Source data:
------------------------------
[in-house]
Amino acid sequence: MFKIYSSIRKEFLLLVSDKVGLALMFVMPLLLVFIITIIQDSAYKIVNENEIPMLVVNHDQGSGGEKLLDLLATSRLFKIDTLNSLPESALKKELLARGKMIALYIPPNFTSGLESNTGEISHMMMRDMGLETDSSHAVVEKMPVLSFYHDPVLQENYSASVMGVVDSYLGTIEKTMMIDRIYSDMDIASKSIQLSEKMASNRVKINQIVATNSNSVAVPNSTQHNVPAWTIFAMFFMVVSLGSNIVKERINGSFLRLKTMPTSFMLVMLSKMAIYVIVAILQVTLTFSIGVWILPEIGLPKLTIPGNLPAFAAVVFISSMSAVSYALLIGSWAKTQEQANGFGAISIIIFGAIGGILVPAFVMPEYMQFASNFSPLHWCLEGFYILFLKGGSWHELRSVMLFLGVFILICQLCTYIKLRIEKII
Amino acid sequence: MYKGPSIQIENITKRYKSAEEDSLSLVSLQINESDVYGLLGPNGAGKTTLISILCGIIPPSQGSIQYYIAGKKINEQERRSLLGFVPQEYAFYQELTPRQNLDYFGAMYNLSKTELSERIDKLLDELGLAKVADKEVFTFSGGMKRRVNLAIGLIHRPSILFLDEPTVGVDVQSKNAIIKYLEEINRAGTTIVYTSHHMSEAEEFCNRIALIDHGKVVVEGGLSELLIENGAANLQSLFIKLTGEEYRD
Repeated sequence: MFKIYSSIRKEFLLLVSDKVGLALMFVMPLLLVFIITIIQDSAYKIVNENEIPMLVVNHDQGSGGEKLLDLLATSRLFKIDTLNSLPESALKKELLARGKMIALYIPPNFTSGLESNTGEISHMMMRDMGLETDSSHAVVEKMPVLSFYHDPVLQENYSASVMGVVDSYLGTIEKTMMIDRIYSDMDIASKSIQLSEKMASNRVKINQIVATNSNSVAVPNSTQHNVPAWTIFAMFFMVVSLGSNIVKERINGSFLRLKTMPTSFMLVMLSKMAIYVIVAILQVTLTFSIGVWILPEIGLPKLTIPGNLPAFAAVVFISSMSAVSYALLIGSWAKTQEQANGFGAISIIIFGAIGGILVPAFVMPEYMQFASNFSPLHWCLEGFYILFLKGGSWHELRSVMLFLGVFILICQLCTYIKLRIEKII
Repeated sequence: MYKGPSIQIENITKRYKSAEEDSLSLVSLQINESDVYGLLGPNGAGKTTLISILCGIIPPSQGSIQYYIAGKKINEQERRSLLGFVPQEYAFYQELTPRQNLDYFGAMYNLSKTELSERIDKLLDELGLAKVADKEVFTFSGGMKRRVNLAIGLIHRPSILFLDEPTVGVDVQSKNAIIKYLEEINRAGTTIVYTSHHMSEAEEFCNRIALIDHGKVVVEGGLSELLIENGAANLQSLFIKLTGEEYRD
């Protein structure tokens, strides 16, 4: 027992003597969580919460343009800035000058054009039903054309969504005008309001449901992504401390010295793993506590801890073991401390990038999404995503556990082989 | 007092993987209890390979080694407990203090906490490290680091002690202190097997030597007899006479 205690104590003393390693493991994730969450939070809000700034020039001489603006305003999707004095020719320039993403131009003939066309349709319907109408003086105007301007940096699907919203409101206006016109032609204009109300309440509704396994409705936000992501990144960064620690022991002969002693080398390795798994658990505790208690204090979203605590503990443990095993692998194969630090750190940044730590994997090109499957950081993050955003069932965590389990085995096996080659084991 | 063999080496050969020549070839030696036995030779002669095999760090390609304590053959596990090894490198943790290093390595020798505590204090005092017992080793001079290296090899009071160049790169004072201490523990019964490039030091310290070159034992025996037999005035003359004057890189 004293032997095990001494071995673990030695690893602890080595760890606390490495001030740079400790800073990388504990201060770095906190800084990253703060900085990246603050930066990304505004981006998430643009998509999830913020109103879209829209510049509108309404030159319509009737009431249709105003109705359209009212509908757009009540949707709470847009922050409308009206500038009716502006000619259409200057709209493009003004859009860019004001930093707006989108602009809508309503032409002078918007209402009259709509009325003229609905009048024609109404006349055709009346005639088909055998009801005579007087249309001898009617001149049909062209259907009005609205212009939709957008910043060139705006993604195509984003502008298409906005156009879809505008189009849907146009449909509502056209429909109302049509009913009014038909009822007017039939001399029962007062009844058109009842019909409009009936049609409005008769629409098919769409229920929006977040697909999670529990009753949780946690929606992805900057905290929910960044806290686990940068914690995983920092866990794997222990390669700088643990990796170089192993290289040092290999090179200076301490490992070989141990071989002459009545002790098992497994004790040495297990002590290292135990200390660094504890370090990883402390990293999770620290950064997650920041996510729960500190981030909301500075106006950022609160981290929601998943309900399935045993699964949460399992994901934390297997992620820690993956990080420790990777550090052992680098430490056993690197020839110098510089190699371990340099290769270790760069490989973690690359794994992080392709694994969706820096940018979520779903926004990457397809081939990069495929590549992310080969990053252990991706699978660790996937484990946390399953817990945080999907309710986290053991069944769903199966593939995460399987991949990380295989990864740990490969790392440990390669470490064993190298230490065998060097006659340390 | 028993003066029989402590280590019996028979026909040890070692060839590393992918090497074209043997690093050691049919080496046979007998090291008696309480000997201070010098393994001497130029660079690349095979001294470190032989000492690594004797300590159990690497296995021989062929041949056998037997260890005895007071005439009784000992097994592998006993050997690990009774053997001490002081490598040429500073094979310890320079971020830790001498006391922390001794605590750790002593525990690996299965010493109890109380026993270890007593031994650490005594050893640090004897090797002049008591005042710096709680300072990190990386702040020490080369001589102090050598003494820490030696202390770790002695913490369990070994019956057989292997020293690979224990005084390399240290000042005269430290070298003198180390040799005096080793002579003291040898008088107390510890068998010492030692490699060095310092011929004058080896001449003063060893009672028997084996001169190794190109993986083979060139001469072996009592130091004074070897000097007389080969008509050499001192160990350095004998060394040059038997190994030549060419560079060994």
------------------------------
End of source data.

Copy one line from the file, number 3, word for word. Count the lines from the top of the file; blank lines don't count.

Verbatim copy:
Amino acid sequence: MYKGPSIQIENITKRYKSAEEDSLSLVSLQINESDVYGLLGPNGAGKTTLISILCGIIPPSQGSIQYYIAGKKINEQERRSLLGFVPQEYAFYQELTPRQNLDYFGAMYNLSKTELSERIDKLLDELGLAKVADKEVFTFSGGMKRRVNLAIGLIHRPSILFLDEPTVGVDVQSKNAIIKYLEEINRAGTTIVYTSHHMSEAEEFCNRIALIDHGKVVVEGGLSELLIENGAANLQSLFIKLTGEEYRD